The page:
Herod having artfully escaped responsibility, Pilate had to resort to another expedient. He must needs bring about fermentation in public opinion and excuse his act of injustice behind the cloak of public clamor. He therefore called together the chief priests, the rulers, and the people, and stimulated them to madness through apparent opposition to their demands; and when “they cried out the more, saying, Let him be crucified,” and he saw that “a tumult was made,” he thereupon “took water, and washed his hands before the multitude, saying, I am innocent of the blood of this just person : see ye to it. Then answered all the people, and said, His blood be on us, and on our children.”

There is a very definite lesson to be learned from this example of a whole populace being caught in the contagious maelstrom of purposeful human hate, and made to assume responsibility for an infamous crime designedly forced upon it by evil mental and political action. On page 114 of “Miscellaneous Writings,” our wise Leader, Mrs. Eddy, sounds this note of warning: “Christian Scientists cannot watch too sedulously, or bar their doors too closely, or pray to God too fervently, for deliverance from the claims of evil. Thus doing, Scientists will silence evil suggestions, uncover their methods, and stop their hidden influence upon the lives of mortals.” In this exposition of the character of Herod Antipas, murderous cruelty, political craftiness, dishonesty, deceit, and intrigue all combined in an effort to accomplish the destruction of Truth’s human representative, cloaking its deadly purpose under the demand of “public opinion” after having fomented public opinion by playing upon the most violent mortal passions.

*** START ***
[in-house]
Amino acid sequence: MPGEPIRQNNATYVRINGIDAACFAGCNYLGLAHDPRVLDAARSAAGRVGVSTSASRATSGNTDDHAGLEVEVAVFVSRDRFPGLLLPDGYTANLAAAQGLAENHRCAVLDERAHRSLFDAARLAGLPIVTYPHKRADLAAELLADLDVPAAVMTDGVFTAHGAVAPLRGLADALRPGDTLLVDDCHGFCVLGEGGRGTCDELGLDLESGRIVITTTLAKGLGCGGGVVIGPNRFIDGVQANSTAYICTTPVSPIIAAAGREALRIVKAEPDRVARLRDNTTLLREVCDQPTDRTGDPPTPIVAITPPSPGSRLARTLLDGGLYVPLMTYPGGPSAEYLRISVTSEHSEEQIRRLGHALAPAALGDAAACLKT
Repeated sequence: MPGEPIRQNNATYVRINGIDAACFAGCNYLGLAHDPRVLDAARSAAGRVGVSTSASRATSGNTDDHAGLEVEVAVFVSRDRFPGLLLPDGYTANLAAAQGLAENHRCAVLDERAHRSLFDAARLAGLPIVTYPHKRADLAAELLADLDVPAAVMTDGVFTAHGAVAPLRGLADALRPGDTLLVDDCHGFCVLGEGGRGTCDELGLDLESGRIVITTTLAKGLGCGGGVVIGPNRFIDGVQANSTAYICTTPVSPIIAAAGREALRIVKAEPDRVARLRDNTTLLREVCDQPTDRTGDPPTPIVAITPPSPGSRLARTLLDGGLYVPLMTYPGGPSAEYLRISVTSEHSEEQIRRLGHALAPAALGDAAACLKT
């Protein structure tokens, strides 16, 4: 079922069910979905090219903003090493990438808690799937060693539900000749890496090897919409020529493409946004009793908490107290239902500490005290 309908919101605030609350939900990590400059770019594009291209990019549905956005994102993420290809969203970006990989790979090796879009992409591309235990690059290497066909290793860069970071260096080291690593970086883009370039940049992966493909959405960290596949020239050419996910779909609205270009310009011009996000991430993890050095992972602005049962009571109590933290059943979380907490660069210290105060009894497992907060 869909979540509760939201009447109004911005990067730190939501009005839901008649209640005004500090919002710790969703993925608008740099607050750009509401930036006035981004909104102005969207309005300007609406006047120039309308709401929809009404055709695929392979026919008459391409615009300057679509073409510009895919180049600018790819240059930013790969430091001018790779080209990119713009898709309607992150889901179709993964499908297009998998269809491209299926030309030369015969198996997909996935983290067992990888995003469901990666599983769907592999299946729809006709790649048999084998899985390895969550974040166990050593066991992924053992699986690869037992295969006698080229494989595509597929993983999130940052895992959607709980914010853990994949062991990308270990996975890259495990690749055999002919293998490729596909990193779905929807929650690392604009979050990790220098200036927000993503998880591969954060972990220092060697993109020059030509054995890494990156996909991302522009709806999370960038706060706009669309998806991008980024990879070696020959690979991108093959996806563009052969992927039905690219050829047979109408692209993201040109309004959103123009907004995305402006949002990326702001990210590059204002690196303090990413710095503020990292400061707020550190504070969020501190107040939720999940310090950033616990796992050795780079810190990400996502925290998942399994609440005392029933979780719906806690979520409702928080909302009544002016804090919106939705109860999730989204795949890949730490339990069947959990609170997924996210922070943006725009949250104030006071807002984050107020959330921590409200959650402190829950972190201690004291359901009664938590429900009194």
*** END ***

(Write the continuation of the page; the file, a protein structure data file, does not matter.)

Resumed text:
To the Herodian characteristics of his predecessors, Herod Agrippa added the leaven of vanity, and love of popularity along social as well as political lines. We are told that he “stretched forth his hands to vex certain of the church. And he killed James… with the sword. And because he saw it pleased the Jews, he proceeded … to take Peter also.” But Peter escaped from prison, and Herod ordered his keepers to be put to death. Then “upon a set day Herod, arrayed in royal apparel, sat upon his throne, and made an oration,” and the people said, “It is the voice of a god, and not of a man.”Self-deification quickly brought its own punishment, however, for the narrative goes on to say that “the angel of the Lord smote him, because he gave not God the glory: and he was eaten of worms, and gave up the ghost.”